Global governments have invested around $1.34 trillion for clean energy investment support since 2020, Trend reports.
In the push for clean energy transition, government spending has played a pivotal role in driving significant investment growth since 2020. Notably, clean energy investment has witnessed a remarkable surge of nearly 25 percent between 2021 and 2023, surpassing the growth rate of fossil fuels during the same period, the International Energy Agency (IEA) reported.
Over the past six months, an impressive $130 billion in new government spending has been allocated to support clean energy initiatives, even during a relatively slower period for new allocations amid the ongoing COVID-19 pandemic.
While this recent slowdown in spending may raise concerns, it appears to be temporary as several countries are actively considering additional policy packages. These initiatives are being discussed in key regions such as the EU, Australia, Brazil, Canada, and Japan. The proposed allocations primarily focus on bolstering mass and alternative transit modes, promoting low-carbon electricity generation projects, and stimulating sales of low-carbon vehicles.
When considering all measures implemented since 2020, it is noteworthy that direct incentives targeting manufacturers to strengthen domestic clean energy production have reached a cumulative total of approximately $90 billion. These incentives aim to foster a thriving ecosystem for clean energy manufacturing within their respective countries.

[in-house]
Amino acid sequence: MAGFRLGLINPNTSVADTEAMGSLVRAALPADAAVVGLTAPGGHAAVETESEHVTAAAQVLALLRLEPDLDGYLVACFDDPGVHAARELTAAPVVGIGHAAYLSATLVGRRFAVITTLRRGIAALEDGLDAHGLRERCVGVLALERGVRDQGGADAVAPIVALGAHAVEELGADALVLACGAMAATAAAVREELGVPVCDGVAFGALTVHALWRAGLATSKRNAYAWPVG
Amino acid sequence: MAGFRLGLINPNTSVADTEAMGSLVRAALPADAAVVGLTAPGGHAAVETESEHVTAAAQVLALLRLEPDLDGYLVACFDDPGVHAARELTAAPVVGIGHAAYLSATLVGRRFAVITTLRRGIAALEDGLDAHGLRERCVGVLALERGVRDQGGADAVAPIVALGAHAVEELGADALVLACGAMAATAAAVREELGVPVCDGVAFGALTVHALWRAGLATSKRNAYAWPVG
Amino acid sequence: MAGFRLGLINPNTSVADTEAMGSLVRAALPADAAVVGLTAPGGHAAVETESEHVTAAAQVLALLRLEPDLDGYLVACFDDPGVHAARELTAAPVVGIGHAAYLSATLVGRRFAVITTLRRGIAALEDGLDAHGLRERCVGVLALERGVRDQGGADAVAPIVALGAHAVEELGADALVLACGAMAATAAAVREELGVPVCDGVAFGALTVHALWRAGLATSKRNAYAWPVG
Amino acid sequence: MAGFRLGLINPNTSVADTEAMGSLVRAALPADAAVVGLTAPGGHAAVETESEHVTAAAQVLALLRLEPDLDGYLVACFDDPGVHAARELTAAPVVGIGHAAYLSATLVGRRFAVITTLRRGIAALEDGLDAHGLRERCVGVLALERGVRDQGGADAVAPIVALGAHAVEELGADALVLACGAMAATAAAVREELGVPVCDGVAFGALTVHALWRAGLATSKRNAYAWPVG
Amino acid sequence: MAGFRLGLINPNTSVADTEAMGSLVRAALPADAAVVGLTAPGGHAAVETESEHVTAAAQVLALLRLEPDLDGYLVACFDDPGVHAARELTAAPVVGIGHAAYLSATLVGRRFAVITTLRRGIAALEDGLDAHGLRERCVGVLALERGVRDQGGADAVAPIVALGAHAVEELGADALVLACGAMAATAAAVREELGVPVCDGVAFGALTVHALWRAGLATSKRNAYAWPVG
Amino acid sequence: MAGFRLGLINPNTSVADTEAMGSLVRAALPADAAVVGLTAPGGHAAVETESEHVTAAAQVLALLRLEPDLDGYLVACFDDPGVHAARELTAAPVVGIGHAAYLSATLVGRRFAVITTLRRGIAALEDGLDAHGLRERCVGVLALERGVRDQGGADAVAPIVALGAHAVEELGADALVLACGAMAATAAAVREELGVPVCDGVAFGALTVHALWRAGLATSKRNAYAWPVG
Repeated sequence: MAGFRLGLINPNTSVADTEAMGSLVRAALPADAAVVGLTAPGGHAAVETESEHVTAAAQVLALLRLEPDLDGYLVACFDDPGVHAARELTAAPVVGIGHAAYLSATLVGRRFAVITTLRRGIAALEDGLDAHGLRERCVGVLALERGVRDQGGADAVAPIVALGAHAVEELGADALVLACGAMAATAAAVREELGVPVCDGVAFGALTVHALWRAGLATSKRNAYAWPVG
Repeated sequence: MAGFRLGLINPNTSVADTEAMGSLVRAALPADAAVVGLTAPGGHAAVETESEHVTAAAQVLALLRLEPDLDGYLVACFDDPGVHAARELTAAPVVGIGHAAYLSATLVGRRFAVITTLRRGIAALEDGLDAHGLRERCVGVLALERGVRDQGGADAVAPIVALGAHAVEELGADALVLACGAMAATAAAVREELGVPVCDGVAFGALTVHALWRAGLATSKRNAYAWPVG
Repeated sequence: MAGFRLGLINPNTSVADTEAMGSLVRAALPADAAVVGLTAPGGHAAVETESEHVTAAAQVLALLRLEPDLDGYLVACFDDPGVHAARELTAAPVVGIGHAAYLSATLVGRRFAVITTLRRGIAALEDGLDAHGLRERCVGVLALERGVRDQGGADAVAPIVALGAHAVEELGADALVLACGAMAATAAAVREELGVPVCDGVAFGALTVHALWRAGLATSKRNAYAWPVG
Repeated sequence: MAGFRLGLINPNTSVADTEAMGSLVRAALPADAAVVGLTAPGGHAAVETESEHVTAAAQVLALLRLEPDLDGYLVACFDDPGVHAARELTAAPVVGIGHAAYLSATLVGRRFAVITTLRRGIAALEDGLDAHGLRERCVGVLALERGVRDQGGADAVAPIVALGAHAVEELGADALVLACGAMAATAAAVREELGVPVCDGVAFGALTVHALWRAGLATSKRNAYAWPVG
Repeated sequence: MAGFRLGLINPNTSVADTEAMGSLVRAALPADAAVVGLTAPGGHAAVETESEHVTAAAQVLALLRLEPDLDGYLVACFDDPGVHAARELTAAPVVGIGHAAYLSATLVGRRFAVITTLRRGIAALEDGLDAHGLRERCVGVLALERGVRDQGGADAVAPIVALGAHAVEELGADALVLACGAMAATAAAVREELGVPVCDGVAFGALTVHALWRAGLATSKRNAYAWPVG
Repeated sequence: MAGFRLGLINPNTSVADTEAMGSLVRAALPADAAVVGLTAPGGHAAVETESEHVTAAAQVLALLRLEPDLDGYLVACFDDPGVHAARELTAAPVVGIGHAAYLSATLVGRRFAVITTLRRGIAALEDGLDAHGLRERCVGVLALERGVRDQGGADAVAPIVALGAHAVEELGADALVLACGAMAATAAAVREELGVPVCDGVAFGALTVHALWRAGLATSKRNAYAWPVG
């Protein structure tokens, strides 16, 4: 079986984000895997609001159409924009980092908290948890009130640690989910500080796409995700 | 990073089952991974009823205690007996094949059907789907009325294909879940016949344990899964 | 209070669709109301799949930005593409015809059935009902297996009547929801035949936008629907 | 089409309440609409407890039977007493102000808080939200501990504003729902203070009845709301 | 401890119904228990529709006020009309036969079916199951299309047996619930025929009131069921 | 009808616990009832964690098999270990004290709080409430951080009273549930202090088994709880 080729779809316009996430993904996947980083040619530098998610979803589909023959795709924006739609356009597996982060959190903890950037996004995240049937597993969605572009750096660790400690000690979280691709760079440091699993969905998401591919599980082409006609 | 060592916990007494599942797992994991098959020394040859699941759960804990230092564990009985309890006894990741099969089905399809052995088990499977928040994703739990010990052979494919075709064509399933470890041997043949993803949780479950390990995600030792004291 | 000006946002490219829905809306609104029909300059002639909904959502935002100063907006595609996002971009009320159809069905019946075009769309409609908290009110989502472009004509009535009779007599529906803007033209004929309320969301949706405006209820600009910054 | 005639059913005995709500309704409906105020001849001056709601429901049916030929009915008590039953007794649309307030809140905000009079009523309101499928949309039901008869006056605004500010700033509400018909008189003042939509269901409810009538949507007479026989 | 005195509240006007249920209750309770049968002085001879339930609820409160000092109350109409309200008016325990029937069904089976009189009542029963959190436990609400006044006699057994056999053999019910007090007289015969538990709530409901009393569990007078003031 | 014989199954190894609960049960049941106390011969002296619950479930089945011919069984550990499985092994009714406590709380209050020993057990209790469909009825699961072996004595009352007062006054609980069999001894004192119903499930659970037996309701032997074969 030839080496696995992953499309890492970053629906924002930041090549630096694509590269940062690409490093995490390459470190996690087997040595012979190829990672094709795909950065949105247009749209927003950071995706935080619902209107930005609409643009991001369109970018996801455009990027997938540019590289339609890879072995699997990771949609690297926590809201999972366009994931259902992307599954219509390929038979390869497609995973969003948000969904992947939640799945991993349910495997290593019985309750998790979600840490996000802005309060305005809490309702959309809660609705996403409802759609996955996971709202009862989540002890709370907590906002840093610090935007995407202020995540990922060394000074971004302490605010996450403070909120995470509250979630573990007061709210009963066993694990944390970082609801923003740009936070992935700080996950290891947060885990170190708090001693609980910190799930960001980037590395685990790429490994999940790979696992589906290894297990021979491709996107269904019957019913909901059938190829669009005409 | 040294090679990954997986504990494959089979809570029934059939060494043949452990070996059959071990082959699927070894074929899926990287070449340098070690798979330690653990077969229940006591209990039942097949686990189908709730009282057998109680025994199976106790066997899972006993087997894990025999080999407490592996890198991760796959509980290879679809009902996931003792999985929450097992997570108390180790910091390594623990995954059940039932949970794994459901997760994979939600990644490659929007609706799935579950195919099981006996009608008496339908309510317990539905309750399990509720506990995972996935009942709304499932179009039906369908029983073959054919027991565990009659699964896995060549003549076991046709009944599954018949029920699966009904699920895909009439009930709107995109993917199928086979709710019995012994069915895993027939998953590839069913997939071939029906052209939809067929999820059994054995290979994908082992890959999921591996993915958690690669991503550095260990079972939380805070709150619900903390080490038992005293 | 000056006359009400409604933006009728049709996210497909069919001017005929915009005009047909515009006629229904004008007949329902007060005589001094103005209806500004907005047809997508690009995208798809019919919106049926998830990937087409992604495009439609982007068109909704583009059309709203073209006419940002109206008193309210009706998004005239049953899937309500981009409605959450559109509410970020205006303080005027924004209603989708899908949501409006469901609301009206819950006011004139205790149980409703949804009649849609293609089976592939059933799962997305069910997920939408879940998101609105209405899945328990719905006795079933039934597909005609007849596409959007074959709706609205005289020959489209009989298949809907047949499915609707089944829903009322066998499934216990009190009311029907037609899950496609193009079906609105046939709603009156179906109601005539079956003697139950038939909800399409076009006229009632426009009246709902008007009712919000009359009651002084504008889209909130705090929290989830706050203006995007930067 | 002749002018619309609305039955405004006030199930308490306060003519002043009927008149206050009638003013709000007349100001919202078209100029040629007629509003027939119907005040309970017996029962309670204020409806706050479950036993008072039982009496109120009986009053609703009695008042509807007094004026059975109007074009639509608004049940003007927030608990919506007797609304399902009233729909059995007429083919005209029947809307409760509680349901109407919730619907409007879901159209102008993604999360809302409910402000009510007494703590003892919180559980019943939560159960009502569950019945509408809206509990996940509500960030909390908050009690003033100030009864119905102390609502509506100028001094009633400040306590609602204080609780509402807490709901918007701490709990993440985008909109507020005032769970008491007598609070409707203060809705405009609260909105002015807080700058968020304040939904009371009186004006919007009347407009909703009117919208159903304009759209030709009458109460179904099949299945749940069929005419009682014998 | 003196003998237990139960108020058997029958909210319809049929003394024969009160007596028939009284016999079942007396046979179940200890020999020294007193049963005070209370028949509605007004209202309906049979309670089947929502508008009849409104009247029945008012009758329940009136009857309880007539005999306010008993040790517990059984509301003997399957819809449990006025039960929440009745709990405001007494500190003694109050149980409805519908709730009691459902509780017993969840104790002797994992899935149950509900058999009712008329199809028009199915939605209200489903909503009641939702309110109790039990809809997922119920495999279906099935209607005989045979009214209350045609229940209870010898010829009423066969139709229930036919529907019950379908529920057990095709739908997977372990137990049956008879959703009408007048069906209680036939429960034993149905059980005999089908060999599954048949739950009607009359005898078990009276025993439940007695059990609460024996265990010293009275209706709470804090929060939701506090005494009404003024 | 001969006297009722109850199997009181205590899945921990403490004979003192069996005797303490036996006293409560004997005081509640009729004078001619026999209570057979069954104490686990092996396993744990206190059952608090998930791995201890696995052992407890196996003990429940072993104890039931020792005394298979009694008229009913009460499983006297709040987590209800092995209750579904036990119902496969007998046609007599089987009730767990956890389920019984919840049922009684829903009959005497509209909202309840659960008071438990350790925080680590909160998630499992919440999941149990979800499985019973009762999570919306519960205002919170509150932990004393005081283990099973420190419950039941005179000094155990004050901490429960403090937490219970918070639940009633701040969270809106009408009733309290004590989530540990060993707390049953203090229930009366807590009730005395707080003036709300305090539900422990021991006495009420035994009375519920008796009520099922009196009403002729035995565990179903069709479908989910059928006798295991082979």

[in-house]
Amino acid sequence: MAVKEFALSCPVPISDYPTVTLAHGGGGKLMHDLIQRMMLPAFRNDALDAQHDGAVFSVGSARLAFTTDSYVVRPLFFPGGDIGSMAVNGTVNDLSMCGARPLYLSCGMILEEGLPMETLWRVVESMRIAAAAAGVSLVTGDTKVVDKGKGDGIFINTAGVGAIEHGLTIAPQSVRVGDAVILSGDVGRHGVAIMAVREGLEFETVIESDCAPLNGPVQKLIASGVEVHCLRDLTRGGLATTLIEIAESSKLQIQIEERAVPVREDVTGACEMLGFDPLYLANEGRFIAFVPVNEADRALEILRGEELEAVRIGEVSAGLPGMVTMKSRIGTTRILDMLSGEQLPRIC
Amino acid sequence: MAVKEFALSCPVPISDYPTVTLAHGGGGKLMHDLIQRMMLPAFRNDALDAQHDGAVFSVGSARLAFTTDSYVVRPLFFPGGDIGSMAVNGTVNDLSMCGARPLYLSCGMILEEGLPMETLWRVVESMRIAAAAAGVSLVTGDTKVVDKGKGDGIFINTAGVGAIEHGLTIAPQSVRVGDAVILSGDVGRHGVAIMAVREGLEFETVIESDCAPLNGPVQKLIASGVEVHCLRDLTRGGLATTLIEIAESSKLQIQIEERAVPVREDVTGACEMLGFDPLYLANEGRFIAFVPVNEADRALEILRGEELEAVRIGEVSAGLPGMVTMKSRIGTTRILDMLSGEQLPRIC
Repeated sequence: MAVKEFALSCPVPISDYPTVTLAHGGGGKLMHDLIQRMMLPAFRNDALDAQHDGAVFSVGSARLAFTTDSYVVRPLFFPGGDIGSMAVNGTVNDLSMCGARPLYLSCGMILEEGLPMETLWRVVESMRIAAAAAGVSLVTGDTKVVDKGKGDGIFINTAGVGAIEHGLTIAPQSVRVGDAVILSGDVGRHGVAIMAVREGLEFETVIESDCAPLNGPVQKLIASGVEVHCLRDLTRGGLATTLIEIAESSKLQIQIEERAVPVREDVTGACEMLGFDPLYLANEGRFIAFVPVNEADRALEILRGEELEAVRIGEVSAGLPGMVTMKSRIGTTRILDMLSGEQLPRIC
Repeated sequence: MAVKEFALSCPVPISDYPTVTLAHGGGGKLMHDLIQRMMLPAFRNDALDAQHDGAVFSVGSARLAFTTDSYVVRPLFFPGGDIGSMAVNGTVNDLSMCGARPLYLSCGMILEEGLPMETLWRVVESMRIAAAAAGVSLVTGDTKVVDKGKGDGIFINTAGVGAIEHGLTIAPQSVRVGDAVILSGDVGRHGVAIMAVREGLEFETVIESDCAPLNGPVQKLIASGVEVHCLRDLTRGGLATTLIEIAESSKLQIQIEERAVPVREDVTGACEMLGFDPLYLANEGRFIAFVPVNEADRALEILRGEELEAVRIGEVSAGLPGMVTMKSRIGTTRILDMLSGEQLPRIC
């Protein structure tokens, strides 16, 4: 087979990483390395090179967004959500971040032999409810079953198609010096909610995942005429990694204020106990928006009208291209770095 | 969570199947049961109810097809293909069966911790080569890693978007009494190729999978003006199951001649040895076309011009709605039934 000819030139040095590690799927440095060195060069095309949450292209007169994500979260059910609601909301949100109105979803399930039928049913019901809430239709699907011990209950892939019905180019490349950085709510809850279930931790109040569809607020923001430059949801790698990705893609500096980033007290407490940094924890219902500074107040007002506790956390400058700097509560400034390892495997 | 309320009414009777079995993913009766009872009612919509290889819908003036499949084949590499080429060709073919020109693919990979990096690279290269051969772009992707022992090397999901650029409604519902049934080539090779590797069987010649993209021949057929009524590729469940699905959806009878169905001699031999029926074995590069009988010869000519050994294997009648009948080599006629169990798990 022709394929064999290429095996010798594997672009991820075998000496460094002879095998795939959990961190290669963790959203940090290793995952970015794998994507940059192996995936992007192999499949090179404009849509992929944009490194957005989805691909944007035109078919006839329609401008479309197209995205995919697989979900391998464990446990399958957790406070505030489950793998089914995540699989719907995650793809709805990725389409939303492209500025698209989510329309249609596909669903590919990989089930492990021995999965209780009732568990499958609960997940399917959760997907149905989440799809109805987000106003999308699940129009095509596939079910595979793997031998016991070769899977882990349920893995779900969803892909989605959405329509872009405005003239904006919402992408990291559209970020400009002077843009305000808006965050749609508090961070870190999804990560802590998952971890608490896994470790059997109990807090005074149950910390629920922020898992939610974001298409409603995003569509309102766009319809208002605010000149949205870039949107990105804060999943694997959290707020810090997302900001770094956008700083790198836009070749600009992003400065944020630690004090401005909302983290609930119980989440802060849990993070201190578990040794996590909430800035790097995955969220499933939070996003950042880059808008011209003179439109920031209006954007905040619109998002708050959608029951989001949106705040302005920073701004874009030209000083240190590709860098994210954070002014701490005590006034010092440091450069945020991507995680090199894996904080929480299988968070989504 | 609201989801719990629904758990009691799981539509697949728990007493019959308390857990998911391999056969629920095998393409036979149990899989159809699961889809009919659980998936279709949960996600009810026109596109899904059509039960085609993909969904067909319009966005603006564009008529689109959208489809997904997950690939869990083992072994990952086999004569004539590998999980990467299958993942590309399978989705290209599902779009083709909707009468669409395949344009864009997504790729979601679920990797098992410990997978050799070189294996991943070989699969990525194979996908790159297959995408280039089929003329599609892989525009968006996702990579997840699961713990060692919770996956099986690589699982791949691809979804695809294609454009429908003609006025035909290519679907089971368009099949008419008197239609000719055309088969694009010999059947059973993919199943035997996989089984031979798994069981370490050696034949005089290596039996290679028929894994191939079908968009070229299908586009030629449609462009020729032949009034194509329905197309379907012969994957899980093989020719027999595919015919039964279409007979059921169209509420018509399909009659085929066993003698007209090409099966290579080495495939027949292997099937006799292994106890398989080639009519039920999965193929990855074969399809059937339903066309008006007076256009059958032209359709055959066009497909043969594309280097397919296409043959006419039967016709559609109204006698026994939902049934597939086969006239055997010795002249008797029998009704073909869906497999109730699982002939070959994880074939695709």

As governments worldwide recognize the urgency of transitioning to a sustainable and low-carbon future, the commitment to clean energy investment remains strong. With ongoing policy discussions and substantial financial support, the global clean energy sector is poised for continued growth and advancement.
Meanwhile, in response to the ongoing global energy crisis, governments have taken significant measures to address short-term consumer affordability concerns, with a total allocation of $900 billion. These efforts are in addition to existing support programs and subsidies aimed at mitigating the impact of rising energy costs. Notably, approximately 30 percent of this affordability spending has been announced in the last six months, reflecting a renewed focus on addressing immediate challenges.
However, there have been calls for better targeting of these measures to prioritize households and industries facing the greatest hardships. Regrettably, only 25 percent of the affordability measures are specifically directed towards low-income households and the most-impacted industries. This discrepancy raises concerns about the equitable distribution of support and the effectiveness of these measures in providing relief to those in greatest need.
Source: TREND News Agency